Martinez had just arrived on the scene at this time last month after being acquired from the Cleveland Indians in a trade deadline deal. No player has been as directly responsible for inserting life into a stale lineup as Martinez. 

For the month of August, Martinez hit .306 with five HR and a team-leading 19 RBI while providing manager Tito Francona with as much versatility as he's ever had.

When Martinez plays behind the plate, it has allowed catcher Jason Varitek to get a much needed rest. When Martinez plays first, it allows either Youkilis or Mike Lowell (Youk goes to third) to take a breather. When Martinez has batted DH, it allows Big Papi to sit against a tough lefty or two. 

All in all, Martinez' acquisition may prove to be one of the top trade deadline deals in team history. His 33 hits and 13 walks were both tops on the club for the month.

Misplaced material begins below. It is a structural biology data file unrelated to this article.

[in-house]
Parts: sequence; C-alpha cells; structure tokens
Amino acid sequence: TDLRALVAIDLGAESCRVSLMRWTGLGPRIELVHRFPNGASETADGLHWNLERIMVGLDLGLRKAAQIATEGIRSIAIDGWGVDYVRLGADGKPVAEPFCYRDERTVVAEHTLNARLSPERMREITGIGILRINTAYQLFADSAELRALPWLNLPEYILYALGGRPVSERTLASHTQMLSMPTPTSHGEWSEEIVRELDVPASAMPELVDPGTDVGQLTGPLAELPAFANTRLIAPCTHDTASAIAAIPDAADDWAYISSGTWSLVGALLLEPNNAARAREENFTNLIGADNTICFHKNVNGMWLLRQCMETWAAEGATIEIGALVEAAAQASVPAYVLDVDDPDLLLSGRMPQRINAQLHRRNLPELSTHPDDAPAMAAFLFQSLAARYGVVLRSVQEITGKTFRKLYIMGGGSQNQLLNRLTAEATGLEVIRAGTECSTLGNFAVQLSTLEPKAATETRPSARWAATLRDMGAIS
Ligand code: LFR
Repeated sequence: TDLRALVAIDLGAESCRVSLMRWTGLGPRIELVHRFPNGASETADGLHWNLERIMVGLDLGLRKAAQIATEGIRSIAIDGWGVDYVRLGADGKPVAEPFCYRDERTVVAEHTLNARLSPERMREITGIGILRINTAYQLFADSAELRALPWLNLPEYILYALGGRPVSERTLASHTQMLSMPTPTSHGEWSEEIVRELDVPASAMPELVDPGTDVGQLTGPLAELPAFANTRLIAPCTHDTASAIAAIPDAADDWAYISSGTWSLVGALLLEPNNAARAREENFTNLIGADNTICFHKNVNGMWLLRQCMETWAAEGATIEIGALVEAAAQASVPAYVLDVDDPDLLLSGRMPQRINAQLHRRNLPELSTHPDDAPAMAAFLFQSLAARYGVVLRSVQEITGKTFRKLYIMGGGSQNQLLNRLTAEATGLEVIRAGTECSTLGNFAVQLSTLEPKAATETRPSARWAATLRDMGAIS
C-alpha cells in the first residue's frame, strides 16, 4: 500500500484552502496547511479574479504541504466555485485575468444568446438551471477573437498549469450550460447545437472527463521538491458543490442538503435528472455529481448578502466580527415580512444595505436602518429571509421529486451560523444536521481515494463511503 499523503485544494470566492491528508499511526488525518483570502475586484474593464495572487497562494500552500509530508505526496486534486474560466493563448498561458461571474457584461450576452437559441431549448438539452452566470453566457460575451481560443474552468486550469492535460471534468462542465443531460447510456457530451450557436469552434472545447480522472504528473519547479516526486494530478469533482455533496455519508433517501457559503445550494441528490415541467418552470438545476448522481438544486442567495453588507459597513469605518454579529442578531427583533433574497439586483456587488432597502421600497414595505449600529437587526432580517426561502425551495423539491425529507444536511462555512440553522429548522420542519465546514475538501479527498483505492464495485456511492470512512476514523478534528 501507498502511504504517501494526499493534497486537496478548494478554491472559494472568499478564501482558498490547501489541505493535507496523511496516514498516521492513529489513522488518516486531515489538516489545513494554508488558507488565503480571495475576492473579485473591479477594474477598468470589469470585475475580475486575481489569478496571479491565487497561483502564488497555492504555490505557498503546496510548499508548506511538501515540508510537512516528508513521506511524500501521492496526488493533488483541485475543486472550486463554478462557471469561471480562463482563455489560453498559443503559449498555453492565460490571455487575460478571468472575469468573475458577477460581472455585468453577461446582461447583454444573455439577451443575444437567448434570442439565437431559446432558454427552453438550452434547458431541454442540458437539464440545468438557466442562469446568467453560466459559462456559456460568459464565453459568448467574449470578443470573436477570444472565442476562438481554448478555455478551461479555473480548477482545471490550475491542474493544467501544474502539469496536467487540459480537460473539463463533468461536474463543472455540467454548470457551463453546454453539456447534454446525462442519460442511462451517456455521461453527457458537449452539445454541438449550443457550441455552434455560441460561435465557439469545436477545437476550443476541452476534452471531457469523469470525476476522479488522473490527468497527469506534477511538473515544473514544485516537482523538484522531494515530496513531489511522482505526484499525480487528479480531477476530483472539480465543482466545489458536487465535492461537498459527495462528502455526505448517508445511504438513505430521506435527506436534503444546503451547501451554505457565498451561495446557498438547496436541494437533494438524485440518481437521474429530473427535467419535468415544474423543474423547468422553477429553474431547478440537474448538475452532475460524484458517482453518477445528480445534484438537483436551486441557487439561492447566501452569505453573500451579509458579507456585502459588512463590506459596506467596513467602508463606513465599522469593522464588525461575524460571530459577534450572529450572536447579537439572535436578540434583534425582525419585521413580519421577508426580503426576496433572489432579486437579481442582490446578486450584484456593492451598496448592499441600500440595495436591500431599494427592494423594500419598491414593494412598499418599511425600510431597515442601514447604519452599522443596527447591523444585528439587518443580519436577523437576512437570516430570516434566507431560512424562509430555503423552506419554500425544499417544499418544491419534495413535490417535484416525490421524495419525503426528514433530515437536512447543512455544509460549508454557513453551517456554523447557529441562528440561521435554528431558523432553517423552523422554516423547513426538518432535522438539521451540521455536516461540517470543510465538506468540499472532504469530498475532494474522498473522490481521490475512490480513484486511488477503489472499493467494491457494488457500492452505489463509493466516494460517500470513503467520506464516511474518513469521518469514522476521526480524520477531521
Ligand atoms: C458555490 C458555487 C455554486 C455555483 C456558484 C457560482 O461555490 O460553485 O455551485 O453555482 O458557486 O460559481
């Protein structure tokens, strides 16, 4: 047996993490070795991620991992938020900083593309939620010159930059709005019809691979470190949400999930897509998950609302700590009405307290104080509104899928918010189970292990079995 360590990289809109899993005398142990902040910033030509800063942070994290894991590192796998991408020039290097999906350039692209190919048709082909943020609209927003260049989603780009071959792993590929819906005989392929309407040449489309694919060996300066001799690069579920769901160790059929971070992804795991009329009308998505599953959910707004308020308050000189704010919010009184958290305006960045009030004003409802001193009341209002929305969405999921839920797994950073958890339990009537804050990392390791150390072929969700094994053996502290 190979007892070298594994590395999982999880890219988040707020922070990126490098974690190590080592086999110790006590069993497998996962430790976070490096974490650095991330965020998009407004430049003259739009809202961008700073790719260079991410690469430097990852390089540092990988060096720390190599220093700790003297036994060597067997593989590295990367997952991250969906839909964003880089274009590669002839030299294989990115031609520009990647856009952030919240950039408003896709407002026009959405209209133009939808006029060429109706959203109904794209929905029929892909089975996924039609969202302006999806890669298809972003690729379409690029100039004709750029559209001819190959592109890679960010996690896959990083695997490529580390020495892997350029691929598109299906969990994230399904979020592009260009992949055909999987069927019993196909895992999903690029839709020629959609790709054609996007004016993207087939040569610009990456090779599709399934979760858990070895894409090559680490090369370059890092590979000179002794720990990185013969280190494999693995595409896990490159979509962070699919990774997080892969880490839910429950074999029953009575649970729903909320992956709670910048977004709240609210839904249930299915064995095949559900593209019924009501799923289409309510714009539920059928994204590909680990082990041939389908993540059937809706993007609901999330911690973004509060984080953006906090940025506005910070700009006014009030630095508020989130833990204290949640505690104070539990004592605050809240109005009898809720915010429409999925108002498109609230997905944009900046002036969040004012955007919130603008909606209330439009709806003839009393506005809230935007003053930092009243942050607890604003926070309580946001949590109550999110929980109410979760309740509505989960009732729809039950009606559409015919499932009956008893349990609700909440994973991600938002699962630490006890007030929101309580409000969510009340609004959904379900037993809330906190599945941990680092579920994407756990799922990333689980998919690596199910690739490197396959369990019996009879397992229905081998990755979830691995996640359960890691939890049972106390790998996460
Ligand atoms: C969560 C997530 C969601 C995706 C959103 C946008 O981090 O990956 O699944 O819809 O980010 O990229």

Mike Lowell: A (Last month: A-)

At the end of August 2008, Lowell was hobbling around on one hip and trying to crawl to the end of the season. His numbers for August last year were .195 with one HR and only four RBI in 41 total at-bats.

What a difference a year makes. Though still struggling with a balky right hip, Lowell is miles ahead of last season. He finished August hitting .319 with a season-best five HR and 15 RBI. For the season he too has been the model of consistency, hitting over .300 in all months except June.

For the season, Lowell rests at .299 with 16 HR and 65 RBI and should easily surpass his '08 numbers of .274, 17, and 73.

 

J.D. Drew: A (Last month: C-)

Well, at .329 with six HR and 13 RBI for the month, Drew should finally feel good about cashing his paycheck. Dropping him to seventh or eighth in the batting order may be just the reduction in expectation needed to put J.D. in his comfort zone. August was perhaps his most productive month as the Red Sox right fielder after nearly three lackluster years.